Serengeti Safaris
I’ve watched countless nature programmes on the TV and I’m very much looking forward to seeing some of this wildlife for real in the Serengeti, which apparently is situated around about 3 hours’ drive from Mwanza. 

Speaking Swahili
In Malaŵi, I learned to speak Chicheŵa, a Bantu language and it made a real difference.  So, I’m determined to learn as much Kiswahili as I can over the next few months so when I arrive I’ll be able to speak the language a little and really get to know people.

Stunning Sunsets
One of the treasured memories I have from my time in Malawi was looking across the plain from the veranda of my house seeing the numerous beautiful sunsets. Apparently the sunsets over Lake Victoria are amazing.

This slideshow requires JavaScript.

How did I get here?

T Minus 175
Taking up a job in a foreign country in a city you’ve never been to and a school you’ve never visited is a daunting thing to do.

Granted – teaching is teaching is teaching and I’ve been doing that for twenty-six years.

Faces change

hour by hour,

day by day,

week by week,

term by term,

year by year.

Even so  the role is essentially the same. Even changing country doesn’t phase me too much. I have spent (albeit very briefly) some time in a Gambian school and found that in spite of being on a different continent there were many similarities.

Gambia Classroom

Classroom at BUBS, Brikama, Gambia (May 2006)

Time spent travelling in the Gambia with colleagues in 2006 was a great experience and fired up a desire to return to Africa at some point. This desire had actually been with me since I qualified in 1988- before I’d even heard about my future wife Anita who was then a development worker in Malawi.

This slideshow requires JavaScript.

To be honest the death of my dad, 10 weeks later put these things on hold for a few years. The needs of family were paramount for a time.

Within a couple of years I was appointed as Head of ICT at my school. This was a new challenge and one which I relished. It was exciting to take the reins and plot the future of a subject. There were pressures of course but I relished the challenge. I built a good team around me. Much of my first year was spent interviewing, it took time to find the right people and we didn’t take the first available person who applied. From the latter part of 2009 I had my Team and I believe it to be a fantastic group dedicated teachers – who I will miss very much.


The ICT Team – Admin Assistant: Sue; Teachers: Naveed, Bernadette, Debbie and myself; Network Manager: Darrell


ICT Teacher Nik (at Angkor Wat, Cambodia whilst on World Challenge)

Lord Williams’s has given me great opportunities – I have mentioned already the Gambia Trip. Our school is partnered with a national school (Brikama Upper Basic School) and as part of an Staff trip. The next opportunity arose last year as I was able to partake in a World Challenge Trip to Vietnam and Cambodia. This trip accompanying sixth form students lasted nearly 4 weeks and incorporated a combination of Treks, cultural visits, some development work and lots of travel.

This slideshow requires JavaScript.

For me this was a great opportunity to re-experience the developing world (especially in Cambodia) and I loved it! I especially loved Cambodia – the people were friendly and the country was amazing. Angkor Wat was a highlight but so was the week working in the orphanage. Most of the time we were painting a dorm – but I managed to sneak out a couple of times to spend an hour or so in the classroom where orphans learnt some English.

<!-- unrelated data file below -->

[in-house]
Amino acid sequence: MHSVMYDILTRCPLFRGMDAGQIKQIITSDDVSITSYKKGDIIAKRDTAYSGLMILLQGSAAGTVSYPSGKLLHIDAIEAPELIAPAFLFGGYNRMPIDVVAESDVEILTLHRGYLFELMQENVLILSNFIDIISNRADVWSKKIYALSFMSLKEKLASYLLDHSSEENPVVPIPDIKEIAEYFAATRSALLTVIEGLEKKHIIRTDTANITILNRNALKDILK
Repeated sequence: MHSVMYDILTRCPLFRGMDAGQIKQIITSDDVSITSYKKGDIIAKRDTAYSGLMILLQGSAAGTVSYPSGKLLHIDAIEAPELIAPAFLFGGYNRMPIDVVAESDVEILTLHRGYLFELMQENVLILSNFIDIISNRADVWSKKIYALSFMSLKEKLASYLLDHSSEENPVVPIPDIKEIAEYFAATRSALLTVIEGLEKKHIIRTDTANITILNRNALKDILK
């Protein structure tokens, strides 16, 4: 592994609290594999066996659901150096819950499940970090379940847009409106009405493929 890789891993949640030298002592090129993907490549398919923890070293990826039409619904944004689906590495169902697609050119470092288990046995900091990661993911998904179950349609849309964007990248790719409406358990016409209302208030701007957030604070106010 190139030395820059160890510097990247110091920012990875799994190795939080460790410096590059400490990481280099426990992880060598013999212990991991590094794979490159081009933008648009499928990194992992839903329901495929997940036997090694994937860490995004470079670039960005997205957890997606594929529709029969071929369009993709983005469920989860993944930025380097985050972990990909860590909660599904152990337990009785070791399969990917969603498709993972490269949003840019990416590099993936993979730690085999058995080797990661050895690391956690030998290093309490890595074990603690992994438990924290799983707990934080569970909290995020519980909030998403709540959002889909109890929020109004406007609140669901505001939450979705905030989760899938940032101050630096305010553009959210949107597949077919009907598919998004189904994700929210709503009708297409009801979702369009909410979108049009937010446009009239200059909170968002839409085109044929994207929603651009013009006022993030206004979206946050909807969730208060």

I returned to the UK wondering whether it would be something I’d like to do more permanently. A conversation with Mum in the Autumn had a profound effect – in essence she wanted to release me from any feeling of burden to stay in the UK. She was aware that I was becoming more jaded with the mood music in education – especially towards ICT. My school had decided to make ICT optional not core, partly in response to Government decisions to demote ICT from its core status, this was a concern to me.

Having reflected through Christmas I decided that I would actively seek my next job abroad. I started scouring the TES and within a few days came across several jobs in Thailand – these appealed to me, I told Anita but for reasons unknown to me I did not pursue them. Then on the 17th January a job appeared in Tanzania at Isamilo International School.

I pondered for a week by myself and checked out as much as I could on the net, quickly coming across a blog called Bousies in Mwanza. This blog had a major impact – giving as it does a real insight into expat life – I can’t recommend this blog enough  – it has inspired me to write this blog myself. One evening I came across a post incorporating a video of a road trip around Mwanza, this gave such a feel of the place. Other blogs have also been inspirational – check out some of these on the right of the page.

The following weekend a conversation at the BETT Show with my brother about education in general further confirmed in my mind that I should apply for and so I shared this with Anita. Another week of deliberation and then I went for it.  Elsewhere I recount the speed of the process from application to appointment so I won’t repeat it here.

So this has been my journey so far. As a Christian I believe that God has been a part of it every step of the way and this is the right time……………  and there’s more to come!